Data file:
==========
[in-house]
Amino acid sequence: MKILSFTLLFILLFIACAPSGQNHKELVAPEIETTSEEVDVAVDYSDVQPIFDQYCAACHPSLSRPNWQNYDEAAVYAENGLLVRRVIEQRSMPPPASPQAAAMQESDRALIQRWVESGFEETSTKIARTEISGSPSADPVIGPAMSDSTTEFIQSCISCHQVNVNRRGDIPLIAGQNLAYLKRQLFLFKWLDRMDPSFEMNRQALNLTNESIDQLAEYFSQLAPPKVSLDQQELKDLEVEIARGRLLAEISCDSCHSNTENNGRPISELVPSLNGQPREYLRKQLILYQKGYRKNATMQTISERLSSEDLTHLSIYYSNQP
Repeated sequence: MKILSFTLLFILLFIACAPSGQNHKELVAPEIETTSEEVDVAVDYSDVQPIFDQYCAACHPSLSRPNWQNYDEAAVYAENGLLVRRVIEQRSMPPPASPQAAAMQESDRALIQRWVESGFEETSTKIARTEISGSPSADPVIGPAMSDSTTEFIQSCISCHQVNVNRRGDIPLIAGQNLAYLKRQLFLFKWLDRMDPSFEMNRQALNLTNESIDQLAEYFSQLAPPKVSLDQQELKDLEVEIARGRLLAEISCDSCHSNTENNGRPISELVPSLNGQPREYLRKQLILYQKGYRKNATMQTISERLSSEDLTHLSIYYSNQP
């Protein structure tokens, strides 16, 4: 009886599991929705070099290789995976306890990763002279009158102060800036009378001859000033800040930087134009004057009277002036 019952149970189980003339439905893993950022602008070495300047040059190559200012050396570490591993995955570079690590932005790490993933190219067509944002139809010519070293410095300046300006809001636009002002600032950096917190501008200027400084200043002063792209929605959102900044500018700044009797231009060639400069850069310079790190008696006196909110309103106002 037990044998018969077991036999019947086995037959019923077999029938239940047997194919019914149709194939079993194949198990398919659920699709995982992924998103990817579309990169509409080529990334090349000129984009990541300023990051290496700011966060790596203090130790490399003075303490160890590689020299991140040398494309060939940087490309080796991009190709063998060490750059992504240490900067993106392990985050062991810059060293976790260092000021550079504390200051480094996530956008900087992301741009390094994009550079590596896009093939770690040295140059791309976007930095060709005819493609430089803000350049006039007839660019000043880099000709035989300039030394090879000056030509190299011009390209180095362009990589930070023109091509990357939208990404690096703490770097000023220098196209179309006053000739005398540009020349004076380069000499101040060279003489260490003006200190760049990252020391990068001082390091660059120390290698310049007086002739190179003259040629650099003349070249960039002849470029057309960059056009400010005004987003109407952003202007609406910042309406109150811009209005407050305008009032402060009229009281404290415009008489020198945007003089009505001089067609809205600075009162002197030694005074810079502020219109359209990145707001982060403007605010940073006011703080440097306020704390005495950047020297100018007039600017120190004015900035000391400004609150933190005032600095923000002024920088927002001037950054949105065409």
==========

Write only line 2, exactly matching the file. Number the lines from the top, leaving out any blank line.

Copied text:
Amino acid sequence: MKILSFTLLFILLFIACAPSGQNHKELVAPEIETTSEEVDVAVDYSDVQPIFDQYCAACHPSLSRPNWQNYDEAAVYAENGLLVRRVIEQRSMPPPASPQAAAMQESDRALIQRWVESGFEETSTKIARTEISGSPSADPVIGPAMSDSTTEFIQSCISCHQVNVNRRGDIPLIAGQNLAYLKRQLFLFKWLDRMDPSFEMNRQALNLTNESIDQLAEYFSQLAPPKVSLDQQELKDLEVEIARGRLLAEISCDSCHSNTENNGRPISELVPSLNGQPREYLRKQLILYQKGYRKNATMQTISERLSSEDLTHLSIYYSNQP